US 4519528 A
The spray head consists of a body in which two similar superposed and coupled valves are mounted (16,27). The shank (12) of the upper valve is rigid with a control knob (5) provided with a nozzle (14). The body further encloses a pressure-reducing device. The body has an orifice (36) connecting a compressed-gas reservoir to the lower valve, an orifice connecting the pressure-reducing device to the vessel and an orifice (23) connecting the vessel to the upper valve. The pressure-reducing device comprises a slide-type regulation valve. The spray head may be secured detachably or not to the compressed air reservoir, and also to the vessel.
1. A liquid spray head connected to a compressed-gas reservoir and adapted to be secured to a vessel containing a liquid to be atomized, said spray head comprising a body, means for securing said body to said vessel and for connecting said spray head to said compressed-gas reservoir, two superposed and coupled valves, a pressure-reducing expansion device and a safety device in said body, said superposed valves comprising an upper valve having a movable valve member comprising a hollow upper shank with a pushbutton and spray nozzle at its upper end, and a lower valve having a movable valve member comprising a lower shank aligned with but separate from said upper shank, spring means urging said lower shank toward said upper shank, and spring means interposed between said lower shank of said lower valve and said upper shank of said upper valve, said lower valve having an inlet connected with said compressed gas reservoir and an outlet connected with said pressure reducing expansion device, said pressure reducing expansion device having an inlet connected with said lower valve and an outlet connected with the interior of said vessel, and said upper valve having an inlet connected with a lower region of said vessel and an outlet connected through said hollow shank of said upper valve with said spray nozzle.
2. A liquid spray head according to claim 1, in which each of said valves comprises a valve body, and in which each of said valve shanks has at its lower end a conical enlargement cooperating with an annular sealing packing set in said valve body to close the respective valve when said valve shank is in released upper position.
3. A liquid spray head adapted to be connected to a compressed-gas reservoir and to be secured to a vessel containing a liquid to be atomized, said spray head comprising a body, means for securing said body to said vessel and for connecting said spray head to said compressed-gas reservoir, two superposed and coupled valves, a pressure-reducing expansion device and a safety device in said body, said superposed valves comprising an upper valve having a movable valve member comprising a hollow upper shank with a pushbutton and spray nozzle at its upper end, and a lower valve having a movable valve member comprising a lower shank aligned with but separate from said upper shank, and spring means urging said lower shank toward said upper shank, said lower valve having an inlet connected with said compressed gas reservoir and an outlet connected with said pressure reducing expansion device, and said upper valve having an inlet connected with a lower region of said vessel and an outlet connected through said hollow shank of said upper valve with said spray nozzle, said pressure-reducing expansion device comprising a cylinder bore, first and second pistons rigidly connected with one another in said bore, each of said pistons having an annular groove and an O-ring sealed in said groove and engaging the cylinder wall, compression spring means acting axially on said second piston, stop means limiting movement of said pistons by said spring means, an inlet orifice in said cylinder between said pistons and an outlet orifice in said cylinder adjacent said second piston in position to be partially opened to the space between said pistons upon movement of said pistons toward said spring means, said inlet orifice being connected with the outlet of said lower valve and said outlet orifice being connected with interior of said vessel.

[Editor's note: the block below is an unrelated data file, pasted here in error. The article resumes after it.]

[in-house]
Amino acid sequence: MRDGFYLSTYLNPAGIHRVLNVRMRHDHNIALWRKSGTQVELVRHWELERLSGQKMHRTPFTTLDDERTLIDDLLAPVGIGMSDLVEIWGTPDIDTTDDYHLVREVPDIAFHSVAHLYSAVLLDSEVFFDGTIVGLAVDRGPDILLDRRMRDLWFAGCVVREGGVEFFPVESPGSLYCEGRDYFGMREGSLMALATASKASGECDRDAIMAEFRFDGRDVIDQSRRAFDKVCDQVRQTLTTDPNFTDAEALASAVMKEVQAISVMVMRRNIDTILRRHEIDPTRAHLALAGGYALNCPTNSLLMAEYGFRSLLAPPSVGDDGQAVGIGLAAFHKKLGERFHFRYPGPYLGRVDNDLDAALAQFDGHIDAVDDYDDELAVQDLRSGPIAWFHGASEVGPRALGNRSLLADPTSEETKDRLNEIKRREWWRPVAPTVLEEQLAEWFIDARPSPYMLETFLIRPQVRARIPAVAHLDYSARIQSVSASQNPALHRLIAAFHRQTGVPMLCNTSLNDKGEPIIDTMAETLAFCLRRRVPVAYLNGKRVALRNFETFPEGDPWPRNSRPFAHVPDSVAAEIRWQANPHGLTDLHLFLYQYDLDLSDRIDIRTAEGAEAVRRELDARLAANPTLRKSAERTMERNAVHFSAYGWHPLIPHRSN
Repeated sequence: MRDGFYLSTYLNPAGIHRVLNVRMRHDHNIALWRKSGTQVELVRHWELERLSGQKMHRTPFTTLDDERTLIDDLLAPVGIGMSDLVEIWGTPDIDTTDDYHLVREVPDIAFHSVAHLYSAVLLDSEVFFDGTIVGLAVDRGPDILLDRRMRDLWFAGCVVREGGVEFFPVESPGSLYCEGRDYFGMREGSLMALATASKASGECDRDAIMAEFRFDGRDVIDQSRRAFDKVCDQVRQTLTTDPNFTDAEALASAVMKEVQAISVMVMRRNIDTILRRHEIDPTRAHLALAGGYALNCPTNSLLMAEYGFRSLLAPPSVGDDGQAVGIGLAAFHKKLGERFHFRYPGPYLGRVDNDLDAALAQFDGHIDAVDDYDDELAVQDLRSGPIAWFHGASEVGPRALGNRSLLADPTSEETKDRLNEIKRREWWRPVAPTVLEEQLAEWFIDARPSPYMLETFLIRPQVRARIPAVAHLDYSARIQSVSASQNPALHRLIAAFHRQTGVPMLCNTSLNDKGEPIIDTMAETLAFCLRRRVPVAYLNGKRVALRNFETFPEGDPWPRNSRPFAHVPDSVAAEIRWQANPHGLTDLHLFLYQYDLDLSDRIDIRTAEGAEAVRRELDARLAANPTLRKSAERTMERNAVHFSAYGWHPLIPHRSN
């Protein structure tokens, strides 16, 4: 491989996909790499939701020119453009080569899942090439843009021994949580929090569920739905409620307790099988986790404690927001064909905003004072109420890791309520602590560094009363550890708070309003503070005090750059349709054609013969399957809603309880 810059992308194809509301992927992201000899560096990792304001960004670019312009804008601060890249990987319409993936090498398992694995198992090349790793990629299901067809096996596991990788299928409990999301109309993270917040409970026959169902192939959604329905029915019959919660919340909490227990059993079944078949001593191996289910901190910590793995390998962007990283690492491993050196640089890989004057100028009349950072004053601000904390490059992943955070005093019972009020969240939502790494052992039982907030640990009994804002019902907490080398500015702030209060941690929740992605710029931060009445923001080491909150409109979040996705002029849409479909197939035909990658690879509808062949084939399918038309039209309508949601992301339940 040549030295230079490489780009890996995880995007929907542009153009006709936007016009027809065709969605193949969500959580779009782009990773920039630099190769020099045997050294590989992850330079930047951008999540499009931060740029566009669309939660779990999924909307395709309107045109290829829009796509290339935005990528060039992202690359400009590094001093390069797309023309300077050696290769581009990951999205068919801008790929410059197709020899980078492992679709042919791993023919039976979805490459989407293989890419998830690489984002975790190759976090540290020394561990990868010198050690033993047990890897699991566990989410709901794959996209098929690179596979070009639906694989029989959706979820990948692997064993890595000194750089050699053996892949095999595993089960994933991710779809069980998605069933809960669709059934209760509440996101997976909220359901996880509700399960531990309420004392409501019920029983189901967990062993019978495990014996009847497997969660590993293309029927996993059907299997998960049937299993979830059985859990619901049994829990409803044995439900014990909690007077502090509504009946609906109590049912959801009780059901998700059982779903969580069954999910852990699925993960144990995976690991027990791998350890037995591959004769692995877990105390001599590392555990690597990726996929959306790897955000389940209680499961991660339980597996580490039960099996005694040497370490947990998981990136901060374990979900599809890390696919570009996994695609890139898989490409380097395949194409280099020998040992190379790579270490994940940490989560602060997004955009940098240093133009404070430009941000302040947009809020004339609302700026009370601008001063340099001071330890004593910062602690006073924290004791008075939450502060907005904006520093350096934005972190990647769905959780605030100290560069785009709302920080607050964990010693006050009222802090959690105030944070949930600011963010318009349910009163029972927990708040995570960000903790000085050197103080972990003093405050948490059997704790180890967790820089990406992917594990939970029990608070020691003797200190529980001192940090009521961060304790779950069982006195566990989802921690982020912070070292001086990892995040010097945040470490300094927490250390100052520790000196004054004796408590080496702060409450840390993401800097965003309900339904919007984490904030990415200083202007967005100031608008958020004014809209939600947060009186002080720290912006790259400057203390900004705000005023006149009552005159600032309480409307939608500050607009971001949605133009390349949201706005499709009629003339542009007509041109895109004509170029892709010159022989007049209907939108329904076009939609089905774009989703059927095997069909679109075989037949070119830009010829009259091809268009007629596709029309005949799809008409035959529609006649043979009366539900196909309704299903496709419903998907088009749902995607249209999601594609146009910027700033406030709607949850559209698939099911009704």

4. A liquid spray head according to claim 3, in which said safety device comprises a valve seat, a conduit connecting said valve seat with the outlet orifice of said pressure-reducing expansion device, a ball adapted to seat on said valve seat, a compression spring for pressing said ball toward said valve seat with a selected pressure, and a screw screwed into a tapped hole in said body to retain said spring and adjust the pressure with which it presses on said ball, said screw having an axial bore opening to the atmosphere.
5. A liquid spray head according to claim 1, in which the spray head body is secured permanently to the compressed-gas reservoir.